Riddled with corruption, China’s first nationwide elections were a flawed, short-lived but worthy experiment
- Held in 1909 in a desperate attempt to protect the ailing Qing dynasty, the elections were tainted by rampant vote-buying and unlawful seizures of ballot boxes
- The biggest winners were the conservative faction, whose members dominated the provincial assemblies
The past few weeks have seen two important elections on both sides of the Pacific.
The results of the midterm elections in the United States saw the Republican Party’s anticipated “red wave” splutter down the drain.
On the other side of the ocean, Malaysia held its 15th general election on November 19, which resulted in the country’s first hung parliament.
A few big names in Malaysian politics were voted out. Two-time prime minister Mahathir Mohamad spectacularly lost his election deposit, meaning that he failed to receive even one-eighth of the total votes cast in his contested seat.
The first nationwide elections in modern China were held in 1909. In a desperate attempt to modernise and safeguard the ailing Qing dynasty, Empress Dowager Cixi approved the New Policies in 1901, three years after she had scuppered similar reforms launched by her nephew the Guangxu Emperor.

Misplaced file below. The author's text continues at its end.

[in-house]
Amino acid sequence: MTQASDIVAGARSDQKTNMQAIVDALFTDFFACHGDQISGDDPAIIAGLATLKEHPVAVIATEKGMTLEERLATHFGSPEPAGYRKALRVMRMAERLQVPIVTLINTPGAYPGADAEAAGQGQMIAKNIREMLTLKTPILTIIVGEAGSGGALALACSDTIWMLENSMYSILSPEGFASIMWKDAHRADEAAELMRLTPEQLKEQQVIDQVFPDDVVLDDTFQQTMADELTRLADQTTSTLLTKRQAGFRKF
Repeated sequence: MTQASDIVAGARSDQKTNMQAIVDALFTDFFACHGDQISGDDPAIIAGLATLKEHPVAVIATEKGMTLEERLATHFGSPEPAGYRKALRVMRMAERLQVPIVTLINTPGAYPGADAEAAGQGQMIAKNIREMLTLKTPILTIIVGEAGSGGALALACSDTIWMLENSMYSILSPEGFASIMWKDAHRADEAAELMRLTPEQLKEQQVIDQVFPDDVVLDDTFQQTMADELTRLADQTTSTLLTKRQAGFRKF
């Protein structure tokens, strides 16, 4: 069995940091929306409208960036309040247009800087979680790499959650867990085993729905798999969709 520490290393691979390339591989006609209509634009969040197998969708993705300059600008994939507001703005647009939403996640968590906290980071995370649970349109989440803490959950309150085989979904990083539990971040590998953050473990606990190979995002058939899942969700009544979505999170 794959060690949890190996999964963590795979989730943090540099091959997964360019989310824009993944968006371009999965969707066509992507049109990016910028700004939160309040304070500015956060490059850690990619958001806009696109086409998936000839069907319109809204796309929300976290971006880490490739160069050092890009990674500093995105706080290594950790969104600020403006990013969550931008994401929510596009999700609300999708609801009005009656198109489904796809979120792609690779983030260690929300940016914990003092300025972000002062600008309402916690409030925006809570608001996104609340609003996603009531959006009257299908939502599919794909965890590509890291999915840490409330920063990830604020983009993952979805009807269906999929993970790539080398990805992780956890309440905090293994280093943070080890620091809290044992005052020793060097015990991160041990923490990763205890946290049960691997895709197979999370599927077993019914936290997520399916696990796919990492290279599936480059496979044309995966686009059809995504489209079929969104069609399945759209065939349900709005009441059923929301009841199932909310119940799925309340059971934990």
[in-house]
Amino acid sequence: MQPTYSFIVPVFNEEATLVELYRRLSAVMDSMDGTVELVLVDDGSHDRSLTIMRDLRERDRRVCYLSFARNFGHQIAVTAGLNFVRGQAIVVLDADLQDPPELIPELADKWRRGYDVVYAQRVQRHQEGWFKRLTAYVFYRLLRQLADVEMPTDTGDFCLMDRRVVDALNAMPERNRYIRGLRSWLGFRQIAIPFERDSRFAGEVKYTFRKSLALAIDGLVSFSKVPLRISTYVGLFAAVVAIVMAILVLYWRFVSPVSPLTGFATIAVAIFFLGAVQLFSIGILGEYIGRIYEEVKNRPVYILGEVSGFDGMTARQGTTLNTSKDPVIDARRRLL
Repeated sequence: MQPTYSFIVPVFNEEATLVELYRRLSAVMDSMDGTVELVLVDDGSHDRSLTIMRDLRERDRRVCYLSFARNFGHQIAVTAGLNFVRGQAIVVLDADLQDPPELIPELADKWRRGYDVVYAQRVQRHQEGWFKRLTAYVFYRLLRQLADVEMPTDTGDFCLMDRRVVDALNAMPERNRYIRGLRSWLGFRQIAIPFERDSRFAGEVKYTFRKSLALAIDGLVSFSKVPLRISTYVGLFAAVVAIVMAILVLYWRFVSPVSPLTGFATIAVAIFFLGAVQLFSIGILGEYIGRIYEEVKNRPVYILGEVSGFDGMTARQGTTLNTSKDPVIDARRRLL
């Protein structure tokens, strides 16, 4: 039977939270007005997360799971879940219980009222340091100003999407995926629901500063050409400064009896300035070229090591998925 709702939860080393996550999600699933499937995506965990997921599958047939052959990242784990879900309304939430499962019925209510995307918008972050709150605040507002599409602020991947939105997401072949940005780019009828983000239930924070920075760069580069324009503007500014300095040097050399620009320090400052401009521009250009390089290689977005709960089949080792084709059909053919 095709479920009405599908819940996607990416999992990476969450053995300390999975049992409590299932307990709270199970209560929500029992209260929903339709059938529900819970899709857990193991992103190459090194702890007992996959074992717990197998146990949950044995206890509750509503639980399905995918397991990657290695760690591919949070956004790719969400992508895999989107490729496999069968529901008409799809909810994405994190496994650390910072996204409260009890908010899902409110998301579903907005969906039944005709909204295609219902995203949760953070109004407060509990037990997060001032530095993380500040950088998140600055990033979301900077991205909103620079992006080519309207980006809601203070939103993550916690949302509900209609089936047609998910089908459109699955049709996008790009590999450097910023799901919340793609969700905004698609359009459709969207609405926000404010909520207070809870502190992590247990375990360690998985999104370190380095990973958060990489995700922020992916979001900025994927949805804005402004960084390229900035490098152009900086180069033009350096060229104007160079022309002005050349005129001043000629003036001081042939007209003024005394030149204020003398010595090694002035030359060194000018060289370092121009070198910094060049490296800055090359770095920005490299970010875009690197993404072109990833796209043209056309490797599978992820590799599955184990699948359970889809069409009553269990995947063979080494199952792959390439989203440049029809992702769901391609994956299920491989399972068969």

To usher in a constitutional monarchy the imperial court had decreed the formation of an Advisory Council, a preparatory body for a future parliament. Half of the members would be appointed by the emperor, with the other half elected by provincial assemblies. In 1909, these elections were called in the name of the three-year-old Xuantong Emperor.
Not everyone could vote. There were requirements pertaining to social standing and rank, but basically only men who had received at least a middle school education and who owned property worth at least 5,000 yuan (a substantial amount at the time) could vote. Also, the minimum voter age was 25.
These criteria meant that only around 0.42 per cent of the 410 million people in China at the time were eligible to take part.
This limited political franchise must be seen in context. At the time, it was normal in countries where elections were held to deny voting rights to a large portion of their populations because of their gender, ethnicity or race and socio-economic status. Qing dynasty China was no exception.
More than 1,600 seats in 21 provincial assemblies across the country were at stake in the 1909 elections, which were marked by voter indifference and tainted by rampant vote-buying, unlawful seizures of ballot boxes and other irregularities.
The biggest winners were the conservative faction, whose members dominated the provincial assemblies. Each provincial assembly then elected a few of its members, who sat as “representatives of the people” on the national-level Advisory Council, which was first convened on September 1, 1910 with 102 appointed members and 98 elected ones.
This flawed but worthy experiment did not last long. In early 1912, the Xuantong Emperor abdicated and the Republic of China was founded. The fledgling lawmaking bodies of the Qing were replaced by republican ones.
However, the decades that followed were marked by internal strife and foreign invasion, and these institutions existed only in name, if at all.